What Wombats Leave Behind

wombat

Wombats are furry marsupials endemic to Australia. (Photo credit covenant/Shutterstock)

Let’s be honest, poop is kind of gross. It’s not something normally discussed in polite company. Yet, we can all agree it serves a purpose. Beyond the obvious purpose of eliminating wastes, what organisms excrete also can help both human and animal doctors diagnose illnesses and assess the general health of a patient. In the wild, “scat,” as it’s often referred to, has even greater significance. [Read more…]

Do You Smell a Rat … Or Should the Rat Smell You?

African giant pouched rat

Some animals, such as this African giant pouched rat, are being used to sniff out disease in humans. (Photo credit: Penny Boyd/Alamy Stock Photo)

In 1989, a paper appearing in the British medical journal The Lancet made an astounding claim. Two dermatologists reported how a patient decided to come in for an exam because her dog kept sniffing a mole on her leg. The dog even tried to bite it off at one point. Tests proved it was a malignant melanoma nearly two millimeters thick. When removed, the woman survived, and the study would eventually become known as the ‘First Lancet Letter’ or the first time in a peer-reviewed medical journal that an animal’s senses had been linked to the detection of disease. [Read more…]

The Cockroach Communication Network

cockroach

New research indicates cockroach communication is dependent on microbes in their feces. (Photo credit: Erik Karits/Shutterstock)

Chances are, you’ve seen a gathering of cockroaches some place at some time. Conditions don’t even need to be especially filthy for these most reviled of insect pests to appear.

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Sweet Potatoes Genetically-Modified by Bacteria 8000 Years Ago

sweet potato

Scientists recently discovered that the sweet potato contains DNA sequences that originated in bacteria. (Photo credit: mama_mia/Shutterstock)

It’s Thanksgiving time again – that time for turkey, stuffing, cranberries, and, for many, sweet potatoes. While known for its nutritious qualities and sweet flavor, new research indicates that the sweet potato may also be the first known example of a naturally genetically modified food. [Read more…]

Who You Gonna Call? Moldbusters!

moldy room

Think you have a ghost? It’s probably just mold. (Photo credit: Alex Ramsay/Alamy Images)

With Halloween just around the corner, it’s the season for haunted houses filled with costumed ghosts. Real haunted houses–ones in which the occupants claim actually to have seen ghosts–often aren’t that fun. One professor of environmental engineering, however, thinks he might know how to get rid of the hauntings completely. Clean! [Read more…]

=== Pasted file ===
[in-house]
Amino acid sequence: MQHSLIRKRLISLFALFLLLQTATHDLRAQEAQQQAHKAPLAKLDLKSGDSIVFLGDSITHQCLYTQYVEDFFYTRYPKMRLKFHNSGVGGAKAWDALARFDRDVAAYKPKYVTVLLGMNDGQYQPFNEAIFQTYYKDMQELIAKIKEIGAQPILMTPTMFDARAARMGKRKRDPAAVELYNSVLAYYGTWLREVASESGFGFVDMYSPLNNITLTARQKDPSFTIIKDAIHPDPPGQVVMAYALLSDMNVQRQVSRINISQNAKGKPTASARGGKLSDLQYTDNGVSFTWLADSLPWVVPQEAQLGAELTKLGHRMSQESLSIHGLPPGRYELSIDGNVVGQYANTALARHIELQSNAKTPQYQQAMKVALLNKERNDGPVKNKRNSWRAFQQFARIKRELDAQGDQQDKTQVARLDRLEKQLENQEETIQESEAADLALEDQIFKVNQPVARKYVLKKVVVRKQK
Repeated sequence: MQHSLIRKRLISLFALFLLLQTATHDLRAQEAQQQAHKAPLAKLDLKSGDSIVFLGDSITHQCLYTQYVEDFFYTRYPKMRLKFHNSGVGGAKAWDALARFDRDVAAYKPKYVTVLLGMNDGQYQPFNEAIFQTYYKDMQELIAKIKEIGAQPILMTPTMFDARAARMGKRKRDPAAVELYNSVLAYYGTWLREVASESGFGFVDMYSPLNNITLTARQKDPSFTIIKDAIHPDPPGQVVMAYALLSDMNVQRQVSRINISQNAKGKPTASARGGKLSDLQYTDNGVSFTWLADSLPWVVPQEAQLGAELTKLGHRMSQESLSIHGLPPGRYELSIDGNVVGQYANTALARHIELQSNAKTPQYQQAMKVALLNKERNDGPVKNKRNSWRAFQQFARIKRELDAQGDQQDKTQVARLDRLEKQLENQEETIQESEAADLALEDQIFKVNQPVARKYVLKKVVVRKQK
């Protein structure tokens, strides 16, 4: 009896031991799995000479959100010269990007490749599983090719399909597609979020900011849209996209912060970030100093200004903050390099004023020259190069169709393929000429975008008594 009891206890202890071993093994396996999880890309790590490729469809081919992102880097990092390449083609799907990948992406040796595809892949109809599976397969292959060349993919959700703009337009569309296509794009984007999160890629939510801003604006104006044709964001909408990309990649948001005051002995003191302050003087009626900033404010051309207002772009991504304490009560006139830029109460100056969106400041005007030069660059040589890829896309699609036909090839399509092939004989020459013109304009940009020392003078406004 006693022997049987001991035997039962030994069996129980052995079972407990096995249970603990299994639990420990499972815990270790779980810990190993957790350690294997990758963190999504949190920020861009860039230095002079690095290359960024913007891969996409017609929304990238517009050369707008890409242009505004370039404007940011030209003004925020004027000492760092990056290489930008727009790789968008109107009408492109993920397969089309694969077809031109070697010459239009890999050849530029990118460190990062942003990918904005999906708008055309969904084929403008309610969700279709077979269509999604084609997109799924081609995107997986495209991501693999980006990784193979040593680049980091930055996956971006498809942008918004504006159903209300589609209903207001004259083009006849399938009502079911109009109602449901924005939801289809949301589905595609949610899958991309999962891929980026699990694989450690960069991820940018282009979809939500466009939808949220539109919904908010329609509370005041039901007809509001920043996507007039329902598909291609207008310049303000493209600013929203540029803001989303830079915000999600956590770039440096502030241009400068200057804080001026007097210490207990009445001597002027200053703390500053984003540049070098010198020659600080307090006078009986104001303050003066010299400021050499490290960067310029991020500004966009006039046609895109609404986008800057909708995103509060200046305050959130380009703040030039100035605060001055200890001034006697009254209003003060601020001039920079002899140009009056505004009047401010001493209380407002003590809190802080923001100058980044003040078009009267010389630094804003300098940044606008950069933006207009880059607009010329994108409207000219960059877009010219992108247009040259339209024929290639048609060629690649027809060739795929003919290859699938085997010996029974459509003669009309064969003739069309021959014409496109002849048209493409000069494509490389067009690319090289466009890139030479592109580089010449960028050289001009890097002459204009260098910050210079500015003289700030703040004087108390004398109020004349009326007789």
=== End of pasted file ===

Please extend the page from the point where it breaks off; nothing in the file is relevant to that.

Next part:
When Injured, the Moon Jellyfish Doesn’t Repair. It Recycles!

moon jellyfish

Moon jellyfish possess a unique mechanism for self-repair. (Photo credit: Byba Sepit/Moment/Getty Images)

The moon jellyfish is a tough creature to figure out. For one, while experts argue that the species consists of numerous subspecies, it is nearly impossible to distinguish one from another without DNA testing, which leads other scientists to propose the distinction is meaningless. [Read more…]

Pyrosomes: The Ultimate Social Networkers

pyrosome

This pyrosome is made up of thousands of tiny organisms linked together as one. (Photo credit: Mark Conlin/Alamy)

If you’re looking for a strange sea creature, you can’t get much weirder than the giant pyrosome. With an appearance like a monster out of a science fiction movie, those who’ve had the good luck to see them have likened them to everything from unicorns, due to their rareness, to the Borg, because of how they stick together and seem to be part of a collective.

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Spider Goat, Spider Goat . . . Her Milk Could Make a Bulletproof Coat

spider

Scientists inserted the silk-making gene from a golden orb spider, such as the one shown here, into a goat to produce goat’s milk that contains spider silk. (Photo credit: Christopher Meder/Getty Images)

Genetic engineering is nothing new. In fact, it’s a practice that’s literally thousands of years old. For centuries, humans have selectively bred plants and animals in an attempt to pass along desired traits. Today, however, genetic engineering has taken the practice to a new level.

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The Heart of the Matter

heart

A healthy heart is key to a healthy life. (Photo credit: Tlorna/Shutterstock)

February is the month of the heart. Not only home to Valentine’s Day–the day to celebrate the love long-considered to originate from the heart–in the United States, February is designated as National Heart Month. [Read more…]

A Waning Rodent Species and Its Connection to the California Drought

Belding's ground squirrel

Belding’s ground squirrels have a surprising role to play in California’s drought. (Photo credit: iStockphoto/Getty Images)

Are Belding’s squirrels heroes or villains? [Read more…]